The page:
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for its terminus. The old project of the North Atlantic is being again mooted. That route was to go by Iceland, Greenland, and so on to Canada and the United States, Denmark being the assumed starting-point. The cable to India by the Red Sea is going on satisfactorily, and an auxiliary line, one between Marseilles and Malta, is spoken of.
All these projects indicate increased convenience and gain to the public. At present the use of the ocean telegraph is confined to the commercial community; but ere long, when the tariff is reduced from Europe to America, and to India, the general public will send messages as freely as they do by the land wires. We may reasonably hope, too, that the cost of submarine cables will be reduced by and by, and this will do more to cheapen messages than anything else.
In Northern Russia the construction of a land line is far advanced to connect St. Petersburg with the mouth of the Amour River, on completion of which only a submarine link will be wanting to complete the telegraphic girdle round the earth.
Electricity and steam are the great agents of civilization. The introduction of telegraphic lines and railways in Russia and Asia is destined to revolutionize this part of the globe. We Americans are apt to think ourselves the most progressive nation, and point with especial pride to our Pacific Railway. Russia, however, is making great strides; and the English railways in India compete in difficulty of execution and magnitude with the Pacific Railway.
During the past year several improvements in railway carriages have been brought before the public.
Mr. Robert F. Fairlie has invented a steam carriage which will round curves of 50 feet radius at 20 miles an hour, with, it is alleged, perfect safety. The carriage, instead of seating the usual complement of 100 passengers (English car), seats only 66. The English papers are enthusiastic in regard to this carriage.
The Portmadoc and Festiniog Railway, in Wales, has also attracted much attention, from the narrowness of its gauge, – two feet only. The Fairlie carriage and the narrow-gauge railway will undoubtedly come into play in difficult countries.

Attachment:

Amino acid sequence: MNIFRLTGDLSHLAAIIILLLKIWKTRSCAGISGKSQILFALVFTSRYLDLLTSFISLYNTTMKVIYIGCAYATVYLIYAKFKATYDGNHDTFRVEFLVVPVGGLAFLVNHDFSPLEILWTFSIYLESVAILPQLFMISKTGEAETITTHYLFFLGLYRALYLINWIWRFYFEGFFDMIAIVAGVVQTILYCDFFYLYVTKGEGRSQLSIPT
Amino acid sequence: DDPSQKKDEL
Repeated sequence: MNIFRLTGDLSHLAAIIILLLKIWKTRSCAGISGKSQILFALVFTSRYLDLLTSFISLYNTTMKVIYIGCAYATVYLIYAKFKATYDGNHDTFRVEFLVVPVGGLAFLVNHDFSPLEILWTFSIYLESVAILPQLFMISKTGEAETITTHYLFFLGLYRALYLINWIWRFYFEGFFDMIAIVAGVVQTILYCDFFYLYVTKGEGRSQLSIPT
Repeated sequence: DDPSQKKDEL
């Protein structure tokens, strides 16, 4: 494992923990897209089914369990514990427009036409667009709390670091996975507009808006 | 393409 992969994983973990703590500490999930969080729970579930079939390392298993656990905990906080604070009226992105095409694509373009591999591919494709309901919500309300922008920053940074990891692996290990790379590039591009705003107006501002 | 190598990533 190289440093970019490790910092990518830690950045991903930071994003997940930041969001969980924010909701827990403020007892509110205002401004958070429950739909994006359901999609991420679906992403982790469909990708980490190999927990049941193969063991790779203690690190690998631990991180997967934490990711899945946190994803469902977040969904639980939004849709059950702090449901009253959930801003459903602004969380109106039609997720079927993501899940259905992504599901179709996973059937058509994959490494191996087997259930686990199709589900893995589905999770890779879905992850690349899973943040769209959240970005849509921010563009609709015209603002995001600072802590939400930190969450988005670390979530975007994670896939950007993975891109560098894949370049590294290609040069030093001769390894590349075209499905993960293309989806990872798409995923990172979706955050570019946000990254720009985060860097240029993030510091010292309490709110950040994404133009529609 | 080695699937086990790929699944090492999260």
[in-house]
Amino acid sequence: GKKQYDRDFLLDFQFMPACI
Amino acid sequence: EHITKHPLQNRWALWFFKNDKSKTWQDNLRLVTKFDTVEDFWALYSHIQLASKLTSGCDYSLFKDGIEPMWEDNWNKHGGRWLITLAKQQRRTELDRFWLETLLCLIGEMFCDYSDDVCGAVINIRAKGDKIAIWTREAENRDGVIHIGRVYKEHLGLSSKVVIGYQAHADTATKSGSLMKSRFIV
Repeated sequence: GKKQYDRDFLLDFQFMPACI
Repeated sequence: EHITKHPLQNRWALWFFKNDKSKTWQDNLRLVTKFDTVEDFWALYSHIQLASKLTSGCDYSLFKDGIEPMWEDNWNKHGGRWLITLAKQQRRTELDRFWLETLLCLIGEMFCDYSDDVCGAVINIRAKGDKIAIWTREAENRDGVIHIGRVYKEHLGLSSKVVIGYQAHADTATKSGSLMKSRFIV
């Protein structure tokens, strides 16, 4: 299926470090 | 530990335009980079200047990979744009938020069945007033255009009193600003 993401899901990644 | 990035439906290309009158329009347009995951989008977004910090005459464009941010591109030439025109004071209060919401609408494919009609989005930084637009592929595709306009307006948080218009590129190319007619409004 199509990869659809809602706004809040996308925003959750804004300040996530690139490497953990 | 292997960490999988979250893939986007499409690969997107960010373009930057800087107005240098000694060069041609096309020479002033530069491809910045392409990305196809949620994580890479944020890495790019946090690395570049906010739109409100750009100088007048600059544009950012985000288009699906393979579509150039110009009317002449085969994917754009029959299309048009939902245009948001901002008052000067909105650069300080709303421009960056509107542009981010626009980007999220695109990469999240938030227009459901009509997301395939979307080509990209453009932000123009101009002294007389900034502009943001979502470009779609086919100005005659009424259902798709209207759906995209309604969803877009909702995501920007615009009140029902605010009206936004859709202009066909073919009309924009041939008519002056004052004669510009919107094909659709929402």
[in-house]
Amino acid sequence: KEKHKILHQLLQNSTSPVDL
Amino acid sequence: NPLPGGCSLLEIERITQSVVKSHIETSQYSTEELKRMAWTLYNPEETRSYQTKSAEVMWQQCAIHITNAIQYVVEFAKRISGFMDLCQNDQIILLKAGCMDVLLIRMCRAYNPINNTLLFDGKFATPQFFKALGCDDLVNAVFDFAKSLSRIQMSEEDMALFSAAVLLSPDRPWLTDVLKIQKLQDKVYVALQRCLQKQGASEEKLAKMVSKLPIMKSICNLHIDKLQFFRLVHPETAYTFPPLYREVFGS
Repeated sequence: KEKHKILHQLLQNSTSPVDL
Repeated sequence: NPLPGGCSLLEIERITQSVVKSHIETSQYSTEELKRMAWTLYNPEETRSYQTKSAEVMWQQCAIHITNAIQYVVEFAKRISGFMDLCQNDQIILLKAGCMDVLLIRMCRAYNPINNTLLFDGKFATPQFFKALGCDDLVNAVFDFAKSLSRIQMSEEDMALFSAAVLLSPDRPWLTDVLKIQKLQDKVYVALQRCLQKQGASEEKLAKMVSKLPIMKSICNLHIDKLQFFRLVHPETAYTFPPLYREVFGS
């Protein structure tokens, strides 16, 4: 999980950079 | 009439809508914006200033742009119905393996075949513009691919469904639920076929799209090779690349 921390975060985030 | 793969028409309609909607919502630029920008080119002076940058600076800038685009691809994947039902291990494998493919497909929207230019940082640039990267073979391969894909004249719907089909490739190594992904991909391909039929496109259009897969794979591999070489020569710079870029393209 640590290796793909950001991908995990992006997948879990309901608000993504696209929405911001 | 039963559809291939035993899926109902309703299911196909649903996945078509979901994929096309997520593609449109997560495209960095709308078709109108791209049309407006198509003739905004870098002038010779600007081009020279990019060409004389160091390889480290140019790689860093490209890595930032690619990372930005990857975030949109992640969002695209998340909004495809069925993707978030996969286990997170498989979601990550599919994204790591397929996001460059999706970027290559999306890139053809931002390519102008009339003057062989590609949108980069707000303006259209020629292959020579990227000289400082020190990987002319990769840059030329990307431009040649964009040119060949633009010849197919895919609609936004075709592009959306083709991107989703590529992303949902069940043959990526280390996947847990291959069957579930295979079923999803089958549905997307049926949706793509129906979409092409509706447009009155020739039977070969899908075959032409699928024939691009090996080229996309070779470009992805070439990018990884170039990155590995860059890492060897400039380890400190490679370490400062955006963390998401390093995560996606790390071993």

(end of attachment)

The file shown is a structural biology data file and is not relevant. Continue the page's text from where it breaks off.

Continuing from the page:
We are certainly far from perfection in the construction of our railways in America. The fearful catastrophes that have taken place from cars taking fire have reawakened an interest in new methods of heating them. No method has yet been devised to meet the difficulty satisfactorily. In this volume will be found the description of an electro-heating apparatus. The introduction of steel rails promises to make accidents from defective rails rarer.
The English have lately turned their attention to the American system of constructing railroads. They have found, to their surprise, that in India they must adopt American ideas. Notwithstanding its defects, it has been found that our system is likely to prove the best for their colonies. A commission of English engineers are now investigating our system with a view to the railways of India.
The brake power on several of the French and Spanish railways has been greatly increased by an ingenious arrangement conceived by Monsieur Chatelier, of applying what has been termed “contre vapeur" to the engine, converting it, for the time being, into a pump forcing steam and water into the boiler.
At a meeting of the American Academy of Arts and Sciences, held in Boston, U. S., the Rumford medals were presented to Mr. George H. Corliss, of Providence, R. I., for his improvements in the steam-engine. The presentation was made by Dr. Asa Gray, the President of the Academy. We make the following extract from his remarks:
“It appears that within the twenty years since this machinery was perfected, more than 1,000 engines of the kind have been built in the United States, and several hundred in other countries, giving an aggregate of not less than 250,000 horse-power; that as to economy of fuel, evidence has been afforded to the Rumford Committee, showing a saving over older forms of engines of about one-third. As to its other crowning excellence,'uniformity of velocity, the purchasers of one of the engines, now in its eighteenth year of service, certify that, with the power varying from 60 to 360 horse-power within a minute, the speed of the engine is not perceptibly affected.”
While we chronicle the great works in engineering, the improvements of the past year in making steel promise still greater achievements. The Bessemer process has already done much; the later discovery of Bessemer, the high-pressure furnace, by which the melting of ores is accomplished much more speedily and economically than by the old processes, is destined, it is thought, to further cheapen steel. It is stated that Bessemer was led to this discovery by meditation on the cause of the heat of the sun, and the influence that the force of gravity, 27 times greater than that upon our earth, must have upon the intensity of that heat.
The Siemens regenerating furnaces are being rapidly introduced into this country.
These processes tend towards cheapening a very first-class material, which will undoubtedly supersede iron for almost all structural purposes. Engineers hesitate at present to use this material, since no adequate experiments have been made in regard to the limits to which steel structures can be loaded with safety. Experimental researches have been carried on for some time in England, at Woolwich, under a committee appointed by the Institution of Civil Engineers, which promise to supply this want.
The results of Mr. Whitworth's experiments, tending to supersede the hammer and rolls by forcing cast steel, while in a semifluid state, into strong iron moulds by hydraulic pressure, are regarded with great interest.
The use of pulverized fuel, experiments on which are now being conducted, promises, by surrounding each particle with just the amount of oxygen which it needs for perfect combustion, to utilize fuel to greater advantage.